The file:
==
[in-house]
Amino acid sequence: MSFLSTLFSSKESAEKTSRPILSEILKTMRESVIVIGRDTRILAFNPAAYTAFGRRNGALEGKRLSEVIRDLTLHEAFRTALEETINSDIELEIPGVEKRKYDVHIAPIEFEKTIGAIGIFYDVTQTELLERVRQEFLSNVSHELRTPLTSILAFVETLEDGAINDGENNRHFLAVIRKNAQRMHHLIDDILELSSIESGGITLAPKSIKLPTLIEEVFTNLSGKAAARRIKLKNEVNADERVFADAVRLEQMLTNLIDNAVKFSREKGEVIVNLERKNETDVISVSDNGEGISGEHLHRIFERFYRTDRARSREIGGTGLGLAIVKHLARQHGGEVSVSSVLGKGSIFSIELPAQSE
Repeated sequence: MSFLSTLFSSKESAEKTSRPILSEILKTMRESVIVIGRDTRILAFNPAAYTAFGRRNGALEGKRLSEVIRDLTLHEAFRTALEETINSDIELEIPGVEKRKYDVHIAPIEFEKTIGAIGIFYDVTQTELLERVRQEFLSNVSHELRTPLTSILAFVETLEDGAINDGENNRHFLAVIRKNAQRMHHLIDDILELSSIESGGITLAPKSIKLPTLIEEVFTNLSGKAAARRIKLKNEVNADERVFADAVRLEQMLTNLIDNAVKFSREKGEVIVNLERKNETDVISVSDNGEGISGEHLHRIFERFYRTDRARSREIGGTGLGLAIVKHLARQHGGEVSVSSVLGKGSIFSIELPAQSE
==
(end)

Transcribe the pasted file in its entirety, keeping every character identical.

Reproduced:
[in-house]
Amino acid sequence: MSFLSTLFSSKESAEKTSRPILSEILKTMRESVIVIGRDTRILAFNPAAYTAFGRRNGALEGKRLSEVIRDLTLHEAFRTALEETINSDIELEIPGVEKRKYDVHIAPIEFEKTIGAIGIFYDVTQTELLERVRQEFLSNVSHELRTPLTSILAFVETLEDGAINDGENNRHFLAVIRKNAQRMHHLIDDILELSSIESGGITLAPKSIKLPTLIEEVFTNLSGKAAARRIKLKNEVNADERVFADAVRLEQMLTNLIDNAVKFSREKGEVIVNLERKNETDVISVSDNGEGISGEHLHRIFERFYRTDRARSREIGGTGLGLAIVKHLARQHGGEVSVSSVLGKGSIFSIELPAQSE
Repeated sequence: MSFLSTLFSSKESAEKTSRPILSEILKTMRESVIVIGRDTRILAFNPAAYTAFGRRNGALEGKRLSEVIRDLTLHEAFRTALEETINSDIELEIPGVEKRKYDVHIAPIEFEKTIGAIGIFYDVTQTELLERVRQEFLSNVSHELRTPLTSILAFVETLEDGAINDGENNRHFLAVIRKNAQRMHHLIDDILELSSIESGGITLAPKSIKLPTLIEEVFTNLSGKAAARRIKLKNEVNADERVFADAVRLEQMLTNLIDNAVKFSREKGEVIVNLERKNETDVISVSDNGEGISGEHLHRIFERFYRTDRARSREIGGTGLGLAIVKHLARQHGGEVSVSSVLGKGSIFSIELPAQSE